Temperature can trigger pain and alters sodium channel function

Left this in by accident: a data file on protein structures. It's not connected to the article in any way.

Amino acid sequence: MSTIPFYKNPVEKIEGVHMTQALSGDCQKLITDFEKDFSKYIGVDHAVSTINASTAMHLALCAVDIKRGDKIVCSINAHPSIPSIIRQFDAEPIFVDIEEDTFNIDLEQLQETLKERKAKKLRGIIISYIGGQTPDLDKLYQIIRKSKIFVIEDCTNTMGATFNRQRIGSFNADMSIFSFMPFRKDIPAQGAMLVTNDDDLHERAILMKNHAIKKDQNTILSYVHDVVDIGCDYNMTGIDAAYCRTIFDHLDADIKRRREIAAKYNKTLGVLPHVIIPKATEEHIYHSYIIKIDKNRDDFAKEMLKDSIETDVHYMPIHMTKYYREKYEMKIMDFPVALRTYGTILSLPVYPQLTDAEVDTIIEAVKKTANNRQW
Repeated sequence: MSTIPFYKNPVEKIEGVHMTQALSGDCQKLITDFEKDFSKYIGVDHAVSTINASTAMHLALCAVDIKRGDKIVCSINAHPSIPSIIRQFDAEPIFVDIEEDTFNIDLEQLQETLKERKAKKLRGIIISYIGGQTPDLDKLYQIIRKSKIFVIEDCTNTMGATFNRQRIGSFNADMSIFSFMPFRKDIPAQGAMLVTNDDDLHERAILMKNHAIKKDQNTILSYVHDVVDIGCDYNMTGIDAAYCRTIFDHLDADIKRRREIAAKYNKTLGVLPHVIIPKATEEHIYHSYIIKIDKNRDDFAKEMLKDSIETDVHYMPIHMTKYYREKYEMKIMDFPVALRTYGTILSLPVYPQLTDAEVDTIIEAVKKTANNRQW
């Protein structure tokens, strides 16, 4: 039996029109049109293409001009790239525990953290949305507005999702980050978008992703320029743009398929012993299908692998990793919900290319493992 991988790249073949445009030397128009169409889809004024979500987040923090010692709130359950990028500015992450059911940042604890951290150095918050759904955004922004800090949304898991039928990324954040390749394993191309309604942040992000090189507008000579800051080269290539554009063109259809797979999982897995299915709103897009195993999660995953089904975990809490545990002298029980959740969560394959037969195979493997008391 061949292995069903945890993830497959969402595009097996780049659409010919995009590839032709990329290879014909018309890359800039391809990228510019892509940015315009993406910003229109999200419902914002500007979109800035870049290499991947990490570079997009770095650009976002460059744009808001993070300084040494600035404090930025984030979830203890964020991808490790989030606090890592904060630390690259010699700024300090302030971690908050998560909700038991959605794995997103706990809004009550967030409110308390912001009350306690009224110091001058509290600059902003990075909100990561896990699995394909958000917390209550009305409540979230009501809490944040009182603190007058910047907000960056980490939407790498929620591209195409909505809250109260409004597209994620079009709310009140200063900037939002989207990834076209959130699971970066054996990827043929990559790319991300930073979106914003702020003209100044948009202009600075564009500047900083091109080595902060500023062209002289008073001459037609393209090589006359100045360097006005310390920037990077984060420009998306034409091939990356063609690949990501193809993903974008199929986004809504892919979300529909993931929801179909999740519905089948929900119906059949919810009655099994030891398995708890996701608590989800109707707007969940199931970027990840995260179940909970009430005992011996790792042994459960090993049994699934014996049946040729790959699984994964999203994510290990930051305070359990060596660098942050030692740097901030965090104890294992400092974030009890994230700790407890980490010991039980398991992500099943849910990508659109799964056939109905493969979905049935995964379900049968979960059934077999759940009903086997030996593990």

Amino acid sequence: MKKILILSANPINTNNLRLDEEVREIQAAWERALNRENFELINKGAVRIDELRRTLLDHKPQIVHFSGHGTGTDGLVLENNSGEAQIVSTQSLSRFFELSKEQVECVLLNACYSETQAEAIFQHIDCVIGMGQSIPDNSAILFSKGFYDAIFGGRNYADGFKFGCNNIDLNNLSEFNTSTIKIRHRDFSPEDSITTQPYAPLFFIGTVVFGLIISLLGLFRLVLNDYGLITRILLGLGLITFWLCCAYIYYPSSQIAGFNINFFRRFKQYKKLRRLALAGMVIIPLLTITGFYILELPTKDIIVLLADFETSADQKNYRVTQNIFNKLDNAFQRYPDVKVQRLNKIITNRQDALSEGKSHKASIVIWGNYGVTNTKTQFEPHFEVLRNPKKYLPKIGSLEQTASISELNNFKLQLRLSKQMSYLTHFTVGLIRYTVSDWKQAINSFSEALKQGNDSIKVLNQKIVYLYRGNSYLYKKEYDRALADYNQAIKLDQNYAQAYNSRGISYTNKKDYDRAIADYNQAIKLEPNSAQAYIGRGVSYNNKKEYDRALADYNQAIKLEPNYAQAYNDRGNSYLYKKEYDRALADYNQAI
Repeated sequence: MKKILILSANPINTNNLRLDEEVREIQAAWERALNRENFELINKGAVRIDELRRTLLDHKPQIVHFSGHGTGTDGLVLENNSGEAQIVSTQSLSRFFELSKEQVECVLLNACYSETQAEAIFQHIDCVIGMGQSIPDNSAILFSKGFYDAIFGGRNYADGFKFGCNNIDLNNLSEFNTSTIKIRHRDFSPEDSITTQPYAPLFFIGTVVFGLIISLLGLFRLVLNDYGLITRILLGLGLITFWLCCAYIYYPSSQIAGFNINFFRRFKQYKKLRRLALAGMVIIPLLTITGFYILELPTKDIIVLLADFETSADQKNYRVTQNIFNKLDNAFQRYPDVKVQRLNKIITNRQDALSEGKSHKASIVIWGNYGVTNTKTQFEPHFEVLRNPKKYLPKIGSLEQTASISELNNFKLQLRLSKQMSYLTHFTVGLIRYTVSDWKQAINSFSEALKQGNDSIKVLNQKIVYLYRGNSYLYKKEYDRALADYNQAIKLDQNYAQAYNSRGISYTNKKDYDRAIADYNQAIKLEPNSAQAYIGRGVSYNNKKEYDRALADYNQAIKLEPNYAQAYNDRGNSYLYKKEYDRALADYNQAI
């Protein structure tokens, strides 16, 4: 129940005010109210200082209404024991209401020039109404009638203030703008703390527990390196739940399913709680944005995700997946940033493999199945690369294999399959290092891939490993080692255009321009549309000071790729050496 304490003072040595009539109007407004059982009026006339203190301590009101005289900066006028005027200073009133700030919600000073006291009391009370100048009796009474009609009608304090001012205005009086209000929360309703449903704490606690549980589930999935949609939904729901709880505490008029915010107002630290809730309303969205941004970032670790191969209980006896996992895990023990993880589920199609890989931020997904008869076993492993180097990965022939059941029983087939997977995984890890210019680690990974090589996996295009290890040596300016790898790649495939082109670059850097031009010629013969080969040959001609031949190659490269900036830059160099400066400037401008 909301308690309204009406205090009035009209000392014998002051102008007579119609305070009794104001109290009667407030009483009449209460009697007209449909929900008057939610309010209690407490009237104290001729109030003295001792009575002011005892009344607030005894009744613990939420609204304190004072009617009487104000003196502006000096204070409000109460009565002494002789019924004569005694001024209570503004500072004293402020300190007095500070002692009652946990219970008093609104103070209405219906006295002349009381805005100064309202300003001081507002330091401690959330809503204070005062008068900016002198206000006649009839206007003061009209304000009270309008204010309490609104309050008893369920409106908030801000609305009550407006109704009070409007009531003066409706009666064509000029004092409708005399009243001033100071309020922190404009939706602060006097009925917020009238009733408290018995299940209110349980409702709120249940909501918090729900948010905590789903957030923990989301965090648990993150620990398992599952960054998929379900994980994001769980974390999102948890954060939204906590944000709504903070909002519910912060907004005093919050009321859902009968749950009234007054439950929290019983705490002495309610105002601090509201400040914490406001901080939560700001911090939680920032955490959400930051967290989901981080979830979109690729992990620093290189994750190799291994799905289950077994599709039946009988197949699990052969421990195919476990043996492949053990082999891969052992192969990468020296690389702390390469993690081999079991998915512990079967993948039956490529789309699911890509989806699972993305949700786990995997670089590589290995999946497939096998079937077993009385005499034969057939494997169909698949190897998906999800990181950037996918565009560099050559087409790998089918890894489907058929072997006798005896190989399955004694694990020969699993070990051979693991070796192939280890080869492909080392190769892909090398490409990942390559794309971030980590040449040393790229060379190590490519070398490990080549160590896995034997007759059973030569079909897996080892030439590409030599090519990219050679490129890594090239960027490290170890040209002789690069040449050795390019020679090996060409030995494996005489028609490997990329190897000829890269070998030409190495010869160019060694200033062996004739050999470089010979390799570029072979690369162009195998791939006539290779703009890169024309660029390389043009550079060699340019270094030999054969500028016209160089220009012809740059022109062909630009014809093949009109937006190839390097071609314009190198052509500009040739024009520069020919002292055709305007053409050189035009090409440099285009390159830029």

Sodium channels are essential for the function of peripheral sensory nerve fibers and mutations in these channels can result in chronic pain syndromes. Pain attacks are often triggered by temperature changes. In a close collaboration of the Institute of Neurophysiology headed by Univ.-Prof. Dr. med. Angelika Lampert and the research group of Prof. Dr. med. Ralf Hausmann at the Institute of Clinical Pharmacology the temperature dependence of the function of different sodium channels, which play a crucial role in pain transmission, but also epilepsy and cardiac function, was investigated. For this purpose, an automated high-throughput electrophysiology system was used and the temperature effects were systematically studied for the first time between 15 and 35 °C with a high number of measurements. Modulation of sodium channel function as well as enhanced functioning of pain syndromes-associated sodium channel variants (due to genetic mutations) support the importance of temperature as a regulator of sodium channel function on cellular excitability as well as disease phenotypes. The work was published in the prestigious Journal of General Physiology and can be found at this link



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